Descovy can be purchased at most pharmacies, although a prescription and regular lab tests are required. This medication has been approved for the treatment of HIV-1 as well as for pre-exposure prophylaxis (PrEP) in men and transgender women who have sex with men. If you’re considering using Descovy to prevent an HIV infection, it’s important to understand the differences between Descovy and Truvada, another type of PrEP medication made by the same company.
What Is Descovy?
Descovy is a prescription medication that was initially approved by the FDA in April 2016 for the treatment of HIV in adults and certain pediatric patients. When using Descovy to treat HIV, patients must take it in combination with other antiretroviral medications in order for it to be effective.
In October 2019, the FDA approved Descovy for another type of treatment: pre-exposure prophylaxis (PrEP). This particular brand of HIV-prevention therapy is only approved for HIV-negative individuals who are at risk for sexually acquired HIV through anal sex. It is not approved for individuals who are at risk for HIV from receptive vaginal sex.
How to Get Descovy
A prescription is required in order to get Descovy, so you’ll need to schedule a visit with a health care provider to get this PrEP medication. Before getting a prescription, you’ll have to complete some lab tests in order to confirm that you do currently have HIV or hepatitis B and demonstrate healthy kidney function. These tests need to be repeated every three months in order to renew your prescription. You’ll also need to be screened for sexually transmitted infections (STIs) every three to six months.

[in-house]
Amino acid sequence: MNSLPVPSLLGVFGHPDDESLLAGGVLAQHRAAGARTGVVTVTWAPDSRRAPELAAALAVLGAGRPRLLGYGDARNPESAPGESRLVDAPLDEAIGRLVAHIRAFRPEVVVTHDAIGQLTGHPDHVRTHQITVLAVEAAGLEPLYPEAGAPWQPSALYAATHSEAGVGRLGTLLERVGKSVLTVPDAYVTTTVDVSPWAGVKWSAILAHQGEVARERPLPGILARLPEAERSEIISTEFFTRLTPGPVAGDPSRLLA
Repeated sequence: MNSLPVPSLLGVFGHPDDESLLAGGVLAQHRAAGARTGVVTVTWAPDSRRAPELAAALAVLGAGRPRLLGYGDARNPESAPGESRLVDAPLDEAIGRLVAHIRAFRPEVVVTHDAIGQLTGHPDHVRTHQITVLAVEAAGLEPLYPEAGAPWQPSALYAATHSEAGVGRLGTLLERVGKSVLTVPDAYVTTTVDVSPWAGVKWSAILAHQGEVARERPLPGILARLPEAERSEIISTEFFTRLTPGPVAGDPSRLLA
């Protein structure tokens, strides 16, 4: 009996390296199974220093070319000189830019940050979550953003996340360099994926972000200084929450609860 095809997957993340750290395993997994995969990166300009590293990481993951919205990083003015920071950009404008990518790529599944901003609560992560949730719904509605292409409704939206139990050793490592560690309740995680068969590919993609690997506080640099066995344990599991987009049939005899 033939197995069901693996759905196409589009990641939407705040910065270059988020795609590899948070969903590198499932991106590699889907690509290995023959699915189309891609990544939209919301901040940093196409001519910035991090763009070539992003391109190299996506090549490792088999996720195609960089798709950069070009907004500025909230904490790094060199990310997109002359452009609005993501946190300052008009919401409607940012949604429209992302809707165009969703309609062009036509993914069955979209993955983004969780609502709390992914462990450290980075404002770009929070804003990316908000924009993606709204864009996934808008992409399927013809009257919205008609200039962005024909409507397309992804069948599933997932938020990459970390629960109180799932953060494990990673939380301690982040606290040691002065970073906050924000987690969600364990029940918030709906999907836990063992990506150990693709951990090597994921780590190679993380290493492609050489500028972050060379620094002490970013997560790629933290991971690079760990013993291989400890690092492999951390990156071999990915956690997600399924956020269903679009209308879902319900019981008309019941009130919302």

Your Descovy prescription can be filled at most pharmacies. If you’re not sure whether your local pharmacy can provide Descovy, you can call ahead of time to ask before visiting in person.
Another option is to get a prescription for Descovy online at Nurx™. The required lab tests can be completed at home, and if the results show that you are a good candidate for Descovy, you’ll get a three-month supply of pills sent directly to your home.
Cost of Descovy
The cost of Descovy is similar to that of Truvada at about $1,800 per month ($21,600 per year). This means that each pill costs approximately $60.
While that number is staggering, the good news is that very few patients end up paying the full price. PrEP is typically covered by public and private insurance. You should always check with your insurance before getting a prescription for Descovy to make sure that it is covered.
If you want to take Descovy but it is not covered or requires high copays, there are some programs available that may help to lower the cost. Gilead Advancing Access offers copay coupons that can cover up to $7,200 in copays per year. This program can also help identify potential sources of financial support if you are uninsured or have government insurance.
Similarities Between Descovy and Truvada
Descovy and Truvada are both used for PrEP and have several similarities, including: